“Praying in the street is something that is not acceptable,” Guéant told the AFP news agency, insisting that it is contrary to the French state's secular principles. “It has to stop.”
Muslims have been praying in public in two streets in Paris’s 18th arrondissement - rues Myrha and Polonceau - for some time because the local mosques are not big enough.
The practice prompted an attempt, backed by far-right, Islamophobic groups, to organise a sausage and wine street party, which was banned by city authorities but spawned copycat events elsewhere. Front National leader Marine le Pen revived the controversy last December when she compared it to the German occupation in World War II.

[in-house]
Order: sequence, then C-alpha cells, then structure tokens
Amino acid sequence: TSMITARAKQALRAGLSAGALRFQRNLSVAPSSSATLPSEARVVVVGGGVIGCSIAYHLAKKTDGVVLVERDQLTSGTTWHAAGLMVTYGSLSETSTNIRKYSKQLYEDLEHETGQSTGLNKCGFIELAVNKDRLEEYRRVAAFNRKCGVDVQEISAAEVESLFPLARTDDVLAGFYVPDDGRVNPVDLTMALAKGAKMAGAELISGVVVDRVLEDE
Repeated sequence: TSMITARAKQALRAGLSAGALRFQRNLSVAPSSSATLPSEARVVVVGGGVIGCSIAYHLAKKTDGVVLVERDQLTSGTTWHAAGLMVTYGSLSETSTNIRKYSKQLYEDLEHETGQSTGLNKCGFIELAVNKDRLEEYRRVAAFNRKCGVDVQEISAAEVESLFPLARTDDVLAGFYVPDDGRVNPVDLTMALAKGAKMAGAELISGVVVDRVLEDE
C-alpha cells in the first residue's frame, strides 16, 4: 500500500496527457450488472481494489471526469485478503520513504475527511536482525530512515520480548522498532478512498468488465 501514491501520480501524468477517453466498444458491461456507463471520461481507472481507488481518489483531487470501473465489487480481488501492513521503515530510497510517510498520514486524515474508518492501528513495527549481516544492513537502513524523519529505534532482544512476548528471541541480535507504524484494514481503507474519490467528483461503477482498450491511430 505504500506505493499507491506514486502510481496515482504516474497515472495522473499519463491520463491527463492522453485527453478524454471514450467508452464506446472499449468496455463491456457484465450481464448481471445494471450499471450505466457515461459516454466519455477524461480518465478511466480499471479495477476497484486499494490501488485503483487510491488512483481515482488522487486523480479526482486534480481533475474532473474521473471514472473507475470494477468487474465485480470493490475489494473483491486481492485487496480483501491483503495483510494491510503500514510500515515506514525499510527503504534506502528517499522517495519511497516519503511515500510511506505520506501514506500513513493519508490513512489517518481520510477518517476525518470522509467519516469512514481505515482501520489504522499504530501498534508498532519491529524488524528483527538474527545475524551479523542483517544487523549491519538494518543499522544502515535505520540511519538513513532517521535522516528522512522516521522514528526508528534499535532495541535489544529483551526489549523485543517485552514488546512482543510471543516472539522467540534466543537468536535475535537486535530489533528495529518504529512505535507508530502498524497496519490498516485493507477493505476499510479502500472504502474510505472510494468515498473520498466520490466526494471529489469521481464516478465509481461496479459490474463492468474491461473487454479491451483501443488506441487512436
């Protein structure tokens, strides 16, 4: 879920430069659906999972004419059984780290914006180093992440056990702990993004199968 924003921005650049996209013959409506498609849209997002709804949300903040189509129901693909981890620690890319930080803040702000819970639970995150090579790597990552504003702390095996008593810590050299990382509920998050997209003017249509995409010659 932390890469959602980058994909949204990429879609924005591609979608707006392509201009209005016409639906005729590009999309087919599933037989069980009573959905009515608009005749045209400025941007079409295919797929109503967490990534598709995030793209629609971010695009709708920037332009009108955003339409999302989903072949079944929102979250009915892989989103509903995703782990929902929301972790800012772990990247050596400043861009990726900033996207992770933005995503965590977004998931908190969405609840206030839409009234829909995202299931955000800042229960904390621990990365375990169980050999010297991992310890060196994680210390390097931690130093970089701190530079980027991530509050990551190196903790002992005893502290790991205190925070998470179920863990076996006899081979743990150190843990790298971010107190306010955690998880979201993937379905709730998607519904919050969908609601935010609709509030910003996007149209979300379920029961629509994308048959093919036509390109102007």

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French Muslim leaders have visited a former barracks in the same arrondissement and agreed that it is appropriate, according to Guéant, who says that it will be ready for use on 16 September.
Announcements that the practice must end will be made throughout the Muslim fasting month of Ramadan, he said.
Measures are being taken to find a similar solution in France’s second city of Marseille, where prayers in the street are also reported to take place.